Episode 45 of Street Dreams
When Tony and Harold had brought their refreshments from the kitchen and placed them on Harold’s glass coffee table, Harold settled into his white La-Z-Boy chair and Tony found a place on Harold’s orange and white leather sofa.
Tony took a few seconds to glance around Harold’s living room. He could see many things that were of interest to him.
Last night I was having so much fun playing jukebox with you guys that I didn’t pay too much attention to my surroundings. Do you mind if I ask you a few questions about your possessions?” Tony asked, biting off a sizable chunk of his extra-large oatmeal and raisin cookie. He added a sip from his coffee cup. Harold poured Tony’s coffee into a Motorhead coffee cup. Tony was amazed at how well the coffee and cookie combo tasted.
Harold also sampled this morning’s culinary delights and experienced the same sense of joy that Tony was experiencing.
“Wow, I didn’t know how well Whisper could bake cookies,” Tony said.
Harold looked Tony Barrows straight in the eye.
“I will gladly answer your questions about my possessions after we have a chat about other things,” Harold answered.
“When you get to be my age, Tony, I think one becomes much more proficient at reading people. In other words, you become much more observant and skilled at drawing inferences,” Harold said.
Tony started moving his fingers around in a nervous manner. He was hoping for a conversation about deep things, but he was surprised that Harold delved into that realm this early in the conversation.
“Tony, which artists created those two pieces of artwork that I’m pointing to on my wall?” Harold asked using his forefinger to point to two different paintings on the wall across from Tony.
“The one to your immediate right is by Jackson Pollock, the second one is by Picasso and if you’d asked me about the third I would say that it was done by Salvador Dali,” Tony answered with a look of self- satisfaction on his face.
Harold got caught in the middle of a laughing spell and spewed out a sudden spray of coffee and partially chewed cookie. This incident also caused Tony to laugh and had the effect of putting them more at ease.
“You just proved my point, son. You’re either self educated, partially educated or have a university degree,” Harold said.
“I don’t know how you figured that out, but you are right. I spent two years at the University of Manitoba. My major was economics. I also read a lot on my own if that’s what you mean by self educated.”
“I, too, do a lot of reading on my own, listen to audiobooks, watch Fox News and do a considerable amount of research on the internet. Why haven’t you finished your bachelor’s degree?” Harold asked.
“That’s kind of a long and sad story. Just after I finished my second year courses, my girlfriend died of a drug overdose. Two weeks later, I get a call telling me that while my uncle and his girlfriend were driving on a trip down the highway, their car got squashed by a semitrailer. My uncle died immediately and his girlfriend was pronounced DOA when an ambulance took her to the closest hospital,” Tony answered.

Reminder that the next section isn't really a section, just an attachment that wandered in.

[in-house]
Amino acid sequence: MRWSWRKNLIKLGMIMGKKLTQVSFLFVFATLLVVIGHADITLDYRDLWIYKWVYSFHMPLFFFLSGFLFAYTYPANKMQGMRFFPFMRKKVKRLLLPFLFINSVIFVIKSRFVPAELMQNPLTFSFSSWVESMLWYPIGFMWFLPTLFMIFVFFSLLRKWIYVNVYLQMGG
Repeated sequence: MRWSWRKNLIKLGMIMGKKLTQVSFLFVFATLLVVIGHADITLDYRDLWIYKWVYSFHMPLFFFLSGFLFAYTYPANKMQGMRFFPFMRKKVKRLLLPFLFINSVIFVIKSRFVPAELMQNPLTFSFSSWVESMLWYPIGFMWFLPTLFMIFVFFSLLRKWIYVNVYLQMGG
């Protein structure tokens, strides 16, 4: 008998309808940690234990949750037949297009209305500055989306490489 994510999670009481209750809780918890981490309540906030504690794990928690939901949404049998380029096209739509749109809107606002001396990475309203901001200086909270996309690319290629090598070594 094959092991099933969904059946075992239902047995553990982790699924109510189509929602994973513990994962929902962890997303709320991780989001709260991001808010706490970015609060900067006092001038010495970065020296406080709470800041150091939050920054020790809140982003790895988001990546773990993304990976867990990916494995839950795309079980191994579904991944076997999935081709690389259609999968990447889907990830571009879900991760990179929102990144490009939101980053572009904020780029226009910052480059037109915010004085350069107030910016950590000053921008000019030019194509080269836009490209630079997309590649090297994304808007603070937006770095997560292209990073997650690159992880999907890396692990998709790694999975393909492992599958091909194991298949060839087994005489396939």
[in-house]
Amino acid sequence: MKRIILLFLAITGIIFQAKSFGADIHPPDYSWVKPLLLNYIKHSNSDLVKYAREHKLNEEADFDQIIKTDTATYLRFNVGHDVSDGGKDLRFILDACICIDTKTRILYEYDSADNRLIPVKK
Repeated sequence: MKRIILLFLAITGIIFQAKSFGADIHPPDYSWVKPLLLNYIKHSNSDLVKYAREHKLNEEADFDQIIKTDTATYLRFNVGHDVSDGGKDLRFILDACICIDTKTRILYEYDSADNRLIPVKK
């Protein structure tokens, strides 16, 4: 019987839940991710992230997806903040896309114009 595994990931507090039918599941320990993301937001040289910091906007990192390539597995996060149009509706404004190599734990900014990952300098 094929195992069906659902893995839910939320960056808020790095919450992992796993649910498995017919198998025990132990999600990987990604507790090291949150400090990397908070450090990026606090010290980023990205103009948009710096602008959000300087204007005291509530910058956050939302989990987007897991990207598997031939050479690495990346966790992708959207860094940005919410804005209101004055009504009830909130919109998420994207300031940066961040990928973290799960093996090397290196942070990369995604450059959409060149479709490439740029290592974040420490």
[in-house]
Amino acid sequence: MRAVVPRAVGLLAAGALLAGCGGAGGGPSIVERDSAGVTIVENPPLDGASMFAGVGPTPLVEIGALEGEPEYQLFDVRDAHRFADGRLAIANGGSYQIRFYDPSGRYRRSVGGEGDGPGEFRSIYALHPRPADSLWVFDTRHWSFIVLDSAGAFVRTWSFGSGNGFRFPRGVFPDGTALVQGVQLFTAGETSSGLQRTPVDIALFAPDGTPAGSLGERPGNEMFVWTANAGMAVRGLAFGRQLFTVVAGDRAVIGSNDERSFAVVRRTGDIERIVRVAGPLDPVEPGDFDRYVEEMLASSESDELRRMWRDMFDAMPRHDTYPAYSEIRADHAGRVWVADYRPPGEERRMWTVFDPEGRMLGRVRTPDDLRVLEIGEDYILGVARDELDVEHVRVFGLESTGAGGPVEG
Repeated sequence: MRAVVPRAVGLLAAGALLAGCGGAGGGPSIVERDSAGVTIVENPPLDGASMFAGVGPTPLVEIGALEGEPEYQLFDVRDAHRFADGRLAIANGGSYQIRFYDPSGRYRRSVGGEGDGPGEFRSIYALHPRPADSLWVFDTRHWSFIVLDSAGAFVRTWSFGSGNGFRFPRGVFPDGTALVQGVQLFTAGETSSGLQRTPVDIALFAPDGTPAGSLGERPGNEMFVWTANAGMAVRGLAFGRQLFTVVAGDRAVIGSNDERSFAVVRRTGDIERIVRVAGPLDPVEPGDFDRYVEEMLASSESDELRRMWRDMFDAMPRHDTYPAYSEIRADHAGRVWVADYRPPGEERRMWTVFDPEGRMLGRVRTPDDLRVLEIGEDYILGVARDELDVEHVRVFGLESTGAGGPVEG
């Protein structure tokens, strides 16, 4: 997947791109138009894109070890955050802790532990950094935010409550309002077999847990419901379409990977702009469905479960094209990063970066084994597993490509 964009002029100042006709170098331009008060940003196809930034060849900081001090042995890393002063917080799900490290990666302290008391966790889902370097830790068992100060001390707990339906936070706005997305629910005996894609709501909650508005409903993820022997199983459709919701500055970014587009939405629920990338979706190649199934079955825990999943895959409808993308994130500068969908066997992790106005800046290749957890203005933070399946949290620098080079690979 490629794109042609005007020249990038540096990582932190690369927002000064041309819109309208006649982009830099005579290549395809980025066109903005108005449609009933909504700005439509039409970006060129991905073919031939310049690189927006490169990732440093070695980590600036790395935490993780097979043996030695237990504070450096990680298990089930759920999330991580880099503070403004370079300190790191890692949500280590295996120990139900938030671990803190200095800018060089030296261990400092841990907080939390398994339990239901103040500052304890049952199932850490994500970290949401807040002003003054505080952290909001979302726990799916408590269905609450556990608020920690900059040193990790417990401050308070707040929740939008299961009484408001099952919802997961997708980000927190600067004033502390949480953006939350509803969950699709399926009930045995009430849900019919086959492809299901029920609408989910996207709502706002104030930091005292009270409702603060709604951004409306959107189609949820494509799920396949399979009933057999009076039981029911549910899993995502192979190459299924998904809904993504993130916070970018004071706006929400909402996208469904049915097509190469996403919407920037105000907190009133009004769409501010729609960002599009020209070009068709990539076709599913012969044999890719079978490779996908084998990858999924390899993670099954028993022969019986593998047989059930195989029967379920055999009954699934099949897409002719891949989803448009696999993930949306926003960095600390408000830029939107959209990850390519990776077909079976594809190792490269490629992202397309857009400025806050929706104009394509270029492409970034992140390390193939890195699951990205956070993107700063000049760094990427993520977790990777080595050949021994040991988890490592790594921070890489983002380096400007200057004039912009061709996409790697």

“That’s horrible,” Harold said, as a tear slid down his left cheek.
“Were you close to your uncle?” Harold asked.
“Yes, very much so. I only lived with him for about a year and a half, but he was the closest thing to a father figure I ever knew. I worked for him as a plumber’s helper any he gave me a love of reading, writing fiction and participating in intellectual discussions. He was the one who inspired me to attend university,” Tony answered.
“Something here doesn’t add up. Why does a smart young man like yourself end up throwing his girlfriend out of his truck on a cold winter day?” Harold asked.
Tony’s face reddened and he hung his head towards the ground in shame.
“Somewhere along the line I didn’t develop a good sense of morals, but I think that I lost my temper and snapped when I decided to push Whisper out of my truck,” Tony explained.
“Do you lose your temper often, Tony?” Harold asked.
Harold moved from his La-Z-Boy chair over to the white leather sofa and sat right next to Tony. Harold put his arm around Tony’s shoulder.Tony began to weep and tried to stop what was turning into a deluge of tears.
“I’m sorry, Tony managed to say in between the falling of his tears. I have so much rage inside me that it scares me to death. I’m afraid I’ll kill somebody one of these days if I don’t learn how to control my temper.”
The two men just sat in silence for close to five minutes while both of them wept. Tony raised his head and looked at Harold.
“I can’t remember the last time I cried like that,” Tony said as he finally began to regain his composure. My biological father died from cancer when I was just five years old and my mother was an alcoholic who never wanted me. Still, there is no excuse for what I did to Whisper or for the other people I’ve hurt in my life,” Tony said as he gave Harold a quick hug.